ThomasNet.com
Home
Advertisement
Guides Home | Custom Manufacturing & Fabricating
Find Forgings Suppliers

Hot Forging Vs. Cold Forging

Hot forging and cold forging are two different metal forming processes that deliver similar results. Forging is the process of deforming metal into a predetermined shape using certain tools and equipment—deformation is accomplished using hot, cold, or even warm forging processes. Ultimately, the manufacturer will look at a number of criteria before choosing which type of forging is best for a particular application.

 

The Hot Forging Process 

When a piece of metal is hot forged it must be heated significantly. The average temperatures necessary for hot forging are: 

  • Up to 1150 degrees Celsius for Steel

  • 360 to 520 degrees Celsius for Al-Alloys

  • 700 to 800 degrees Celsius for Cu-Alloys

forgingDuring hot forging, the temperature reaches above the recrystallization point of the metal. This kind of extreme heat is necessary in avoiding strain hardening of the metal during deformation. In order to prevent the oxidation of certain metals, like super alloys, a type of hot forging called isothermal forging is a good choice. In isothermal forging, the metal deformation occurs within a highly controlled atmosphere, similar to that of a vacuum.

 

Hot Forging Considerations

forgedTraditionally, manufacturers choose hot forging for the fabrication of parts that have a greater influence in the technical arena. Hot forging is also recommended for the deformation of metal that features a high formability ratio. Other considerations for hot forging include:

  1. Production of discrete parts
  2. Low to medium accuracy
  3. Scale Formation
  4. Low stresses or low work hardening
  5. Homorgenized grain structure
  6. Increased ductility
  7. Eliminiation of chemical incongruities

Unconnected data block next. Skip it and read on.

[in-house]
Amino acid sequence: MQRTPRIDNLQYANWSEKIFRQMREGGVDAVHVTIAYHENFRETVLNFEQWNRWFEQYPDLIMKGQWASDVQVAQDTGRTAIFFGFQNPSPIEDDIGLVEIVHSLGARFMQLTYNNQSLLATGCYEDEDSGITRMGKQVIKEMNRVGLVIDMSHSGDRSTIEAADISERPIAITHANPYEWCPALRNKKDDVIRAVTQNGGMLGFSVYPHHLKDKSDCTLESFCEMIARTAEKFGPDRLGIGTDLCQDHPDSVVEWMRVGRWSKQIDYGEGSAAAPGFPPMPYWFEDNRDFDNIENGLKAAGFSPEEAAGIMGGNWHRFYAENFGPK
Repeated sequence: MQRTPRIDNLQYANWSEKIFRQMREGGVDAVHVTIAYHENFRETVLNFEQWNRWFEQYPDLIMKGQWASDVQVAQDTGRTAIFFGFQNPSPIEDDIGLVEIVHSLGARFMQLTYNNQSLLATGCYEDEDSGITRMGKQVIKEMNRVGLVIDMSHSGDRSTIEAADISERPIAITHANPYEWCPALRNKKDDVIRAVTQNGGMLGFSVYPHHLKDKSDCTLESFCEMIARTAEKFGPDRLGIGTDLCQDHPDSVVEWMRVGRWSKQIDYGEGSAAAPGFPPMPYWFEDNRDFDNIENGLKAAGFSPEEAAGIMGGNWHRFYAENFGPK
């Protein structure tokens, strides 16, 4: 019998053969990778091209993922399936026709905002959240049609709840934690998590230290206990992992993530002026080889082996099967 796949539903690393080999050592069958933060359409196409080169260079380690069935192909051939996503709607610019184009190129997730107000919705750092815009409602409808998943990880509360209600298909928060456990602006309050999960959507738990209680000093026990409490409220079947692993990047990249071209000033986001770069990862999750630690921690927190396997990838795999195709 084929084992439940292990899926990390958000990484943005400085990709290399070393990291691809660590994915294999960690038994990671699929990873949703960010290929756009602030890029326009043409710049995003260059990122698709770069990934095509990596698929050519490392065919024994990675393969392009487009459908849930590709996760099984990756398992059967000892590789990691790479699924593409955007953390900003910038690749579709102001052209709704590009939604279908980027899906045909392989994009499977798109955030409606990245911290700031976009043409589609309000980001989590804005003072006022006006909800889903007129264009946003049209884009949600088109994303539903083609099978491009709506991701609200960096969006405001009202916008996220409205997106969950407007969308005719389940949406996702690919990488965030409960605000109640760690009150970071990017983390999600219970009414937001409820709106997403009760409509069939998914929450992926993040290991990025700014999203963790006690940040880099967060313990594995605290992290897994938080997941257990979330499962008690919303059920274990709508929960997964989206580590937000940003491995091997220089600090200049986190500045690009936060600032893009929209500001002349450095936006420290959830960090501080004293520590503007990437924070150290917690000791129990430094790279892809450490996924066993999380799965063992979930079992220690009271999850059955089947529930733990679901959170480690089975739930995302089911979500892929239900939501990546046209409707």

Possible disadvantages of hot forging include: 

  • Less precise tolerances

  • Possible warping of the material during the cooling process

  • Varying metal grain structure

  • Possible reactions between the surrounding atmosphere and the metal

 

Cold Forging

Cold forging deforms metal while it is below its recrystallization point. Cold forging is generally preferred when the metal is already a soft metal, like aluminum. This process is usually less expensive than hot forging and the end product requires little, if any, finishing work. Sometimes, when aluminum is cold forged into a desired shape, it is heat treated to strengthen the piece. This is called "tempering."

The Cold Forging Process

Despite the word "cold," cold forging actually occurs at or near room temperature. The most common metals in cold forging applications are usually standard or carbon alloy steels. One of the most common types of cold forging is a process called impression-die forging, where the metal is placed into a die that is attached to an anvil. The metal is then hit by a descending hammer and forced into the die. Depending on the product, the hammer may actually be dropped on the metal numerous times in a very rapid sequence.

 

Cold Forging Considerations

Manufacturers may choose cold forging over hot forging for a number of reasons—since cold forged parts require very little or no finishing work, that step of the fabrication process is often dispensable, which saves money. Cold forging is also less susceptible to contamination problems, and the final component features a better overall surface finish. Other benefits of cold forging include:

  • Easier to impart directional properties

  • Improved interchangeability

  • Improved reproducibility

  • Increased dimensional control

  • Handles high stress and high die loads

  • Produces net shape or near-net shape parts


Some possible disadvantages include:

  • Easier to impart directional properties

  • Improved interchangeability

  • Improved reproducibility

  • Increased dimensional control

  • Handles high stress and high die loads

  • Produces net shape or near-net shape parts

  • The metal surfaces must be clean and free of scale before forging occurs

  • The metal is less ductile

  • Residual stress may occur

  • Heavier and more powerful equipment is needed

  • Stronger tooling is required


Other Custom Manufacturing & Fabricating Guides
Feedback

Copyright© 2014 Thomas Publishing Company. All Rights Reserved. See Terms and Conditions or Privacy Statement. Website Last Modified April 16, 2014.

Thomas Register® and Thomas Regional® are part of ThomasNet.com.

ThomasNet Is A Registered Trademark Of Thomas Publishing Company.

print screen